• Chloris says:

      Some of my June flowers bloomed earlier in the month, for instance the irises have finished now. I don’t know whether Pacific Coast irises are popular here, but come to think of it I haven’t seen them in a lot of gardens. I don’t know why, they are very easy.

      • tonytomeo says:

        I had them in a former garden, not because I planted them, but because they were there before the garden or even the home were there.

  5. janesmudgeegarden says:

    What a glorious collection of blooms! Your garden must be wonderful to wander around at this time of the year. Impossible to pick a favourite, but like you, I do love irises. I never thought to try growing them from seed and I’ll certainly try that when the time comes. The black poppy is fascinating and rather special too.

    • Chloris says:

      Thank you Jane. Yes, the June garden is heavenly. Irises are great fun to grow from seed because you never know what you will get. I grew some Siberian irises from seed too .

  6. I love all of these, but especially the roses and the poppies. I always think of June as rose month, even though some of the newer hybrids bloom all season long. But I adore all the “favorites” you’ve shared here. 🙂

    • Chloris says:

      Thank you Beth. Yes, June is the rose month and they are absolutely outstanding this year, I can’t remember ever seeing them as good as this. I think they liked all the spring wet we had here.

  7. susurrus says:

    This is a beautiful collection. Nice to see R. ‘Lady Emma Hamilton’ looking so radiant but I can see why you lingered over the campanulas. I especially like C. ‘Sarastro’ and ‘Pride of Exmouth’ but don’t think I would have realised that C. ‘Samantha’ was a campanula had you not mentioned it.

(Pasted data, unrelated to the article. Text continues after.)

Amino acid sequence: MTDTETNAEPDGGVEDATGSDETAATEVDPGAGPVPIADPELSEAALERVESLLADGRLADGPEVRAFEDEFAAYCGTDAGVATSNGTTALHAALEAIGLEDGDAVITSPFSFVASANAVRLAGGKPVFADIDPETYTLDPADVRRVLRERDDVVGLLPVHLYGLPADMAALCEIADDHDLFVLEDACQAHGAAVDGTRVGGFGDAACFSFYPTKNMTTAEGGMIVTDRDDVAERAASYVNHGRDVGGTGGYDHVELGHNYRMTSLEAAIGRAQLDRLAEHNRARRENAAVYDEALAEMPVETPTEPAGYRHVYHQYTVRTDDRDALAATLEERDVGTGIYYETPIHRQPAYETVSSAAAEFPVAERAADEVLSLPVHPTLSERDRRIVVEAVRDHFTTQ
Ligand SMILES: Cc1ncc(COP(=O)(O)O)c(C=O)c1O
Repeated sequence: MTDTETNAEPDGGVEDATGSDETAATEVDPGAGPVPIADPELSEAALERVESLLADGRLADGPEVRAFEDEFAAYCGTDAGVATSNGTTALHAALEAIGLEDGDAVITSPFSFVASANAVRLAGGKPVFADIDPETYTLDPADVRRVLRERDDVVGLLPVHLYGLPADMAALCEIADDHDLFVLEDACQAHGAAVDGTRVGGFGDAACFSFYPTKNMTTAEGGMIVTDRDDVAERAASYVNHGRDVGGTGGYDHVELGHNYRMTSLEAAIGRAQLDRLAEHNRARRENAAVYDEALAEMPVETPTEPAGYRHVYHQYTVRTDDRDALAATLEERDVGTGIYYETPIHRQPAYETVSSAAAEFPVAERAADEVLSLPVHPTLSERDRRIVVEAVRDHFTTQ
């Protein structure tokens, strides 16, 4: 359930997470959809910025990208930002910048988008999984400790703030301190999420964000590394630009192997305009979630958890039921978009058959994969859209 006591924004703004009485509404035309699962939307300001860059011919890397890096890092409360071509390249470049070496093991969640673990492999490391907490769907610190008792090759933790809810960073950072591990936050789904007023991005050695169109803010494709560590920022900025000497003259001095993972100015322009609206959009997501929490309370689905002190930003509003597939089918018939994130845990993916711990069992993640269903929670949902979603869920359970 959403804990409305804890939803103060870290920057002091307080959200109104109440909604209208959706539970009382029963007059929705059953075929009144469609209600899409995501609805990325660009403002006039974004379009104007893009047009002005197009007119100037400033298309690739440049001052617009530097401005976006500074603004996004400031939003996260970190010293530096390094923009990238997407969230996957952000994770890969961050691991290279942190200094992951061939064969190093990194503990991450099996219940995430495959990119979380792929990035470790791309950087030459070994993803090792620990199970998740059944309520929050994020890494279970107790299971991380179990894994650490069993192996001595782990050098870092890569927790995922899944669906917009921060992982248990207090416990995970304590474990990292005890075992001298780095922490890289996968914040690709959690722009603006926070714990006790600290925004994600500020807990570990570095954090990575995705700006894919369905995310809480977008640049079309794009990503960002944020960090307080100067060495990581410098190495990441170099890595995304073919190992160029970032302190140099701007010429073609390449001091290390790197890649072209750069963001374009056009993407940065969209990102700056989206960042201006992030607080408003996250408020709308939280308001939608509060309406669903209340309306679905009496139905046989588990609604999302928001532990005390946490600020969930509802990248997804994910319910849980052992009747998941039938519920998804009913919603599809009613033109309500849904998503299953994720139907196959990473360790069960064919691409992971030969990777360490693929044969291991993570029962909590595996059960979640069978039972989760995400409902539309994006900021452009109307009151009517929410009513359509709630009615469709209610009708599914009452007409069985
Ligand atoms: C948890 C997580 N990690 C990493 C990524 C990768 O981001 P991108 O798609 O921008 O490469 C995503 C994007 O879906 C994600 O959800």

8. Flighty says:

    A most enjoyable post and lovely pictures. xx

  9. Christina says:

    What a glorious selection this month, Liz. Here the plants are beginning to feel the effects of the heat although it is much cooler than last year at this time. I’m very envious of your Cercis canadensis ‘Forest Pansy’; I would love to grow it, but I’ve never seen one for sale here – ever!
    I’ll try to put together a post to join you this month.

    • Chloris says:

      Thank you Christina. My plants are beginning to look stressed too. I have been watering pots, veggies and newly planted areas but everything else has to take its chance. Yes, Forest Pansy is stunning, well worth looking out for.

  10. rusty duck says:

    What a fabulous show! Lady Emma Hamilton is a lovely rose but your orchids are just glorious. I’m afraid I take little heed of the season but plant and shift things around as fancy takes me. Although this year it is proving a bit challenging. We don’t do hot and dry in the south west as a rule!

  11. Heyjude says:

    Your garden blooms are stunning! So many beautiful plants. I do like all the different campanula. And the orchids are something else!

  12. They’re all gorgeous! Your campanulas remind me how much I miss having them. Eventually, when the TGGR takes care of all the current problems, I definitely plan to have them again. Had a lovely C. persicifolia called Chettle Charm (which I think has an alias but can’t recall it… a man’s name that escapes me..) in my last garden. It was white with soft blue along the petal edges.

  13. Chloris says:

    Ah yes, Chettle Charm, a real beauty. I have had this and carelessly lost it. Well worth seeking out.

  14. Lovely and amazing, still wishing for magic carpet transport to your garden